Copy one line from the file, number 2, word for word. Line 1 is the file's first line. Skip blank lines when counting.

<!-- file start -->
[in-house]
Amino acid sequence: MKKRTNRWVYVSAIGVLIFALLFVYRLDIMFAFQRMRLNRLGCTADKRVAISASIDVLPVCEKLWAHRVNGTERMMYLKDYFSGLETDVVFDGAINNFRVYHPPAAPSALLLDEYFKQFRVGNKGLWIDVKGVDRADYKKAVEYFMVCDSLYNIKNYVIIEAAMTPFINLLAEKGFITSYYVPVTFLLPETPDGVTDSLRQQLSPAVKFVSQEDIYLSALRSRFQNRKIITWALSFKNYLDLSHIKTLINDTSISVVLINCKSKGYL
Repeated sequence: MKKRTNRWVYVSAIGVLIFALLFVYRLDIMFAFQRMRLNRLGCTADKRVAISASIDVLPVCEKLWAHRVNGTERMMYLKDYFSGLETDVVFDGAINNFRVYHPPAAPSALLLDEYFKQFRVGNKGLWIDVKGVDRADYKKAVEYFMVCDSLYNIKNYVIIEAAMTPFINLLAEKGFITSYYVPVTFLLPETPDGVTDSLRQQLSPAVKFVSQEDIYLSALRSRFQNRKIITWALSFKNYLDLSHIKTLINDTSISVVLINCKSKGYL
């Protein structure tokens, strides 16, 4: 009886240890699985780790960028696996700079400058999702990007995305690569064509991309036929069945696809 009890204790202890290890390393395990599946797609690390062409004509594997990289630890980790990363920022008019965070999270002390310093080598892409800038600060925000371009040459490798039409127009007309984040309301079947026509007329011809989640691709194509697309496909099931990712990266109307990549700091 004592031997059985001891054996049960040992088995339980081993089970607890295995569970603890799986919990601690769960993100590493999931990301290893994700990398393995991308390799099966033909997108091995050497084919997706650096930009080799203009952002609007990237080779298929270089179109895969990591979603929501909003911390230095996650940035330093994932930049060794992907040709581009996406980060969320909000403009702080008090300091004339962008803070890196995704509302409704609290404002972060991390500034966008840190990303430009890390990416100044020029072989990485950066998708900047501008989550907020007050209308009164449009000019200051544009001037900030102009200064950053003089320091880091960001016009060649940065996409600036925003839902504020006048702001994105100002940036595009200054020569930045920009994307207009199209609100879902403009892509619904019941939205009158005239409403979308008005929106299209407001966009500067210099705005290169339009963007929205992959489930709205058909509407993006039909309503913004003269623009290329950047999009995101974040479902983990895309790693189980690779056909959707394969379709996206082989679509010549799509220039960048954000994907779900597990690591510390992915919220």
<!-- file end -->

Amino acid sequence: MKKRTNRWVYVSAIGVLIFALLFVYRLDIMFAFQRMRLNRLGCTADKRVAISASIDVLPVCEKLWAHRVNGTERMMYLKDYFSGLETDVVFDGAINNFRVYHPPAAPSALLLDEYFKQFRVGNKGLWIDVKGVDRADYKKAVEYFMVCDSLYNIKNYVIIEAAMTPFINLLAEKGFITSYYVPVTFLLPETPDGVTDSLRQQLSPAVKFVSQEDIYLSALRSRFQNRKIITWALSFKNYLDLSHIKTLINDTSISVVLINCKSKGYL